Tijdschrift voor Psychiatrie vol:52 issue:7 pages:455-461
Background: Psychiatry and ‘philosophy of mind’ are both concerned with the study of the
relationship between body/brain (‘physical’ domain) and mind (‘mental’ domain), but often there
is little interaction between both disciplines. In contemporary psychiatry, neurobiological research
predominates, and it is often assumed that the results of this type of research are only compatible
with reductionist physicalist positions in the ‘philosophy of mind’, rendering further philosophical
Aim: To demonstrate the continuing relevance of the ‘philosophy of mind’ for the self-image of
modern psychiatry as a clinical and scientific discipline.
method We illustrate this view by investigating whether a non-reductionist physicalist
position, which postulates that the ‘mental’ supervenes on the ‘physical’ without being reducible
to it, is compatible with the results of research on alterations in the brain during psychotherapy.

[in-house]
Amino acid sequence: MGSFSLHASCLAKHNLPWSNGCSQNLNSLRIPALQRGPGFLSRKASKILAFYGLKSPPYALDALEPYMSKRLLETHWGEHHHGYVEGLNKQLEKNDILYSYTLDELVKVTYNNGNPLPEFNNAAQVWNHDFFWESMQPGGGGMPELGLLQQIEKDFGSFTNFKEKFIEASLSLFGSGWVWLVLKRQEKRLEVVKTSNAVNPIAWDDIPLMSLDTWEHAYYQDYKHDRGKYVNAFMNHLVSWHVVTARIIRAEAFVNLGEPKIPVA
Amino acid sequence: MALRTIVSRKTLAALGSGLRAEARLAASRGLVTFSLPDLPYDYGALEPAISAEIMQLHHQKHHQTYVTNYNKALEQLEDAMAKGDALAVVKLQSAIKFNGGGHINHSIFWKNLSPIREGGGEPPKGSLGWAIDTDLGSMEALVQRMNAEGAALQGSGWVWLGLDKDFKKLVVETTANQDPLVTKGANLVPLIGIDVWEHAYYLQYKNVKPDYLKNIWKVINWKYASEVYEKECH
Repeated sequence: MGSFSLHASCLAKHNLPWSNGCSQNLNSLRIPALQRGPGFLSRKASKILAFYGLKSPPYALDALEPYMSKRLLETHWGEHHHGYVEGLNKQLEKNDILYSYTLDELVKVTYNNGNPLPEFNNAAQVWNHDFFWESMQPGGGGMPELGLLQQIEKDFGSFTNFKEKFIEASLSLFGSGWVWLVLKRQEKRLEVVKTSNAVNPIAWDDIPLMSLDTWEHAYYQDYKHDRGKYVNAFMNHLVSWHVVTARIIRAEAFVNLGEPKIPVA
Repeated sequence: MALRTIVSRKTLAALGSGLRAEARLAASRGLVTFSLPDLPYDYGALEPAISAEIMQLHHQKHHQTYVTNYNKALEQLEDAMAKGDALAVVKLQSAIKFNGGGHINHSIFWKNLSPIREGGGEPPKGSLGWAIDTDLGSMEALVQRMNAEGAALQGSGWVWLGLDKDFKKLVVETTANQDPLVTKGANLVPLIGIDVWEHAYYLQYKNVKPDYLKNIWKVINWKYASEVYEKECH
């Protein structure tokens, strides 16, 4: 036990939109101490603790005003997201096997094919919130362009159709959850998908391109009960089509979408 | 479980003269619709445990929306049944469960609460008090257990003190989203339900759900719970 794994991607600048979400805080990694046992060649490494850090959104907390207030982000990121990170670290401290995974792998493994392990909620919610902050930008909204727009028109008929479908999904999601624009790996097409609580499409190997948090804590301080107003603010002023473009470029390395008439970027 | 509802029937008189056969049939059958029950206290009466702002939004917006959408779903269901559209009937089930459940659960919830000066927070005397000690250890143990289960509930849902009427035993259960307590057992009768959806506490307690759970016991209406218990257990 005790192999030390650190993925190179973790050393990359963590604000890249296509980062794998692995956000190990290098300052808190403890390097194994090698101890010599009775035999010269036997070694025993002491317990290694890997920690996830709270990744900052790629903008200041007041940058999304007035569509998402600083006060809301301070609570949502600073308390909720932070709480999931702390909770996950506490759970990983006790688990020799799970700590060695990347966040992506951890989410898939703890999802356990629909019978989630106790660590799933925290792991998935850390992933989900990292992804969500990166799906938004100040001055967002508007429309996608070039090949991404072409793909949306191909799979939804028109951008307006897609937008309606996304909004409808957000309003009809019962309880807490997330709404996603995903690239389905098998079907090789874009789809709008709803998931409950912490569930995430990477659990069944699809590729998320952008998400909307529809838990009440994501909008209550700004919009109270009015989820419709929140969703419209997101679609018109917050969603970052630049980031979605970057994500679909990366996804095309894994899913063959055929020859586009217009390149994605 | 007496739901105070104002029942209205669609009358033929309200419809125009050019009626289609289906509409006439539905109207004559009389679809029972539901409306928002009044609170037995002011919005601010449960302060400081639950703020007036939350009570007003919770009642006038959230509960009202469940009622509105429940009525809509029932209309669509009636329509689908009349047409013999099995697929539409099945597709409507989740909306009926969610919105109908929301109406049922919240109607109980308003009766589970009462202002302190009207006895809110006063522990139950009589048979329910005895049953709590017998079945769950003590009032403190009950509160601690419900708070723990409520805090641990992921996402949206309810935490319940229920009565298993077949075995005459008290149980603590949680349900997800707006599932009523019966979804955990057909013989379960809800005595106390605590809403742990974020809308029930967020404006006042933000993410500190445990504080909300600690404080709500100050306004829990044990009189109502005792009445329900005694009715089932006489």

results A non-reductionist physicalist position is compatible with recent functional brain
imaging research, since the latter shows that psychiatric disorders (disorders of the ‘mind’) are
associated with functional neurophysiological changes (alterations in the brain) that are influenced
in different ways by pharmacotherapy and psychotherapy.
Conclusion: Modern neurobiological research in psychiatry is not only compatible with
reductionist physicalist positions in the ‘philosophy of mind’, as is often assumed, but also with a
non-reductionist physicalist position in which the ‘mental’ is granted greater autonomy vis-à-vis